On Jonathan Franzen’s The Corrections

The emptiness of it. The emptiness of Albert Lambert´s mind. The slow, and fast, draining, slackening, loosening of connections, of language, of life. Parkinsons, he says; Dementia. Depression. There is no healing possible. No repair. No reparation.

Page after page, as I read the book. Page after page, as it discharges its meaning; Jonathan Franzen´s meaning, I fall. My heart shrinks, my thoughts slow, my hope fades. I read on. I laugh. I go and eat. I squirm. I weep.

“Why have you left me?” I say out loud to the empty side of my bed, to the wall next to it – I weep more. Albert lost his world and all that’s in it. I lost you. My world and all that’s in it. Now, the last page turned, the last thought in place, loss aiming at me between the eyes, I gasp.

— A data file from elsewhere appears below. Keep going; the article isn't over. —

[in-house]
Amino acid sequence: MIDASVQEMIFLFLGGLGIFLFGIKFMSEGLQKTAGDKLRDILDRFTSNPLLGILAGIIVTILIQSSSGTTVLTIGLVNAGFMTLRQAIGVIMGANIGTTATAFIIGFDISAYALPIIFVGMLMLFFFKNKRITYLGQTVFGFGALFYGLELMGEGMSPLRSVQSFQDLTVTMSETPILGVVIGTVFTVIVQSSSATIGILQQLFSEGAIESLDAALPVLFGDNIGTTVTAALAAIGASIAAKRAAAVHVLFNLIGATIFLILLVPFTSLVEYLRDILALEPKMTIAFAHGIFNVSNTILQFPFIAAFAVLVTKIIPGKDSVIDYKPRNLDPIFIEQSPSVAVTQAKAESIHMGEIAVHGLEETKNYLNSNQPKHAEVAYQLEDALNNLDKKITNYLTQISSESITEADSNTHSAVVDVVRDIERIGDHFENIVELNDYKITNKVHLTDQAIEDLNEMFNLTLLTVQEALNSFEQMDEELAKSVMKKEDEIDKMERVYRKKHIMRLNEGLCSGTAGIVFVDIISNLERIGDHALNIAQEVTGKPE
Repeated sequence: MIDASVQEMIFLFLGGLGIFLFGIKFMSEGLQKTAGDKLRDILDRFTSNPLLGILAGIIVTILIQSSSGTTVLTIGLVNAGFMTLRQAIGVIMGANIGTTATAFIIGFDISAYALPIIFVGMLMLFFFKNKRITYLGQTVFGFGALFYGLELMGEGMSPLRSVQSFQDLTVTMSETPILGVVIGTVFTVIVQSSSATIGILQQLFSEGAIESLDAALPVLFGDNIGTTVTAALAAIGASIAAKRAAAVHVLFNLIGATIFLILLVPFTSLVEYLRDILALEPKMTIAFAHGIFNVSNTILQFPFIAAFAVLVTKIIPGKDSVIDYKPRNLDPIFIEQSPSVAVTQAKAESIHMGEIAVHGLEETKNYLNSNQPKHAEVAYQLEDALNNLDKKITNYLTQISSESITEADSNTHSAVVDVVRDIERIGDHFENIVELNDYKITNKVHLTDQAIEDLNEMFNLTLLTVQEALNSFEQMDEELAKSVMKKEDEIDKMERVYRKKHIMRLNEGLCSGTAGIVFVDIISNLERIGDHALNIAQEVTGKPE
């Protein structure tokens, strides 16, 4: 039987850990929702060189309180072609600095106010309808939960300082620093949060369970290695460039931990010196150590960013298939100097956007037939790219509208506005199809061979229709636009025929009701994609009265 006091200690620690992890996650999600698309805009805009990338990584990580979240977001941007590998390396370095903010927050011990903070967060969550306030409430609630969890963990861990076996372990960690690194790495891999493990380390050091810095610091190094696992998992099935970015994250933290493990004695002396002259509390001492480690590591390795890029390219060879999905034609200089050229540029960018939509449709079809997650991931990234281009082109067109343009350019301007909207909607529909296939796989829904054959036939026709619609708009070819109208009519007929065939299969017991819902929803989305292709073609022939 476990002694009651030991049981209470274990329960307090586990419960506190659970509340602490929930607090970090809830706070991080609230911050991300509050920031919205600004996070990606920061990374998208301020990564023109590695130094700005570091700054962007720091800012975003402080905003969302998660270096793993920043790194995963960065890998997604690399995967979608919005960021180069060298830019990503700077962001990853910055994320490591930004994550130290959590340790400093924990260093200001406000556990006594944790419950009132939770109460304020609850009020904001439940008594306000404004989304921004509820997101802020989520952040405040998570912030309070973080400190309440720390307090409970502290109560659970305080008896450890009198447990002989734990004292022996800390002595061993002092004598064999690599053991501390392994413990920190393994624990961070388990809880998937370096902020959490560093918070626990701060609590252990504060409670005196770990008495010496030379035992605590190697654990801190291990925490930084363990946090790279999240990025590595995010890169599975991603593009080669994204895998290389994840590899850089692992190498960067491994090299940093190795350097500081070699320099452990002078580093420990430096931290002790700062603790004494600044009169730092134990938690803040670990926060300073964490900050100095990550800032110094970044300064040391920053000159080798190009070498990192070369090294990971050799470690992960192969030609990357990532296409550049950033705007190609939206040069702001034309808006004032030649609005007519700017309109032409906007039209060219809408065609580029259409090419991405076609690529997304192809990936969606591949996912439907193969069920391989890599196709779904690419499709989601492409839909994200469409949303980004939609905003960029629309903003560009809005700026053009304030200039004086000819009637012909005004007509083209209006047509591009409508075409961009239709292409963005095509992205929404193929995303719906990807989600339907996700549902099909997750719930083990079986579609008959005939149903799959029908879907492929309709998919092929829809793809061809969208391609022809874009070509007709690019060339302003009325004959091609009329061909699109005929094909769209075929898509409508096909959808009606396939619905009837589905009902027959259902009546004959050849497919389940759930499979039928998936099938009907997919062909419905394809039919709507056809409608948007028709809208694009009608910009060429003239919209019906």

Again, my emptiness. I pick up the book lying next to me. I put it down again. I blow my nose and wipe my tears. “Why did you leave me?” I ask, my voice hoarse. A black ink circle appears on the duvet cover, crowning the tip of my pen. In a trance, I lift the pen and place it between the pages of my empty notebook.

I rise to make myself a cup of fennel tea. As I cross my bedroom door, Albert is more real to me than you. He stands next to me, his head tilted, smiling the inscrutable smile of the terminally embarrassed. I smile back.  And reach out.

This prose poem appears in Aesthetica: A Review of Contemporary Artists, issue 9, 2005. It is available from www.aestheticamagazine.com and various outlets listed on their website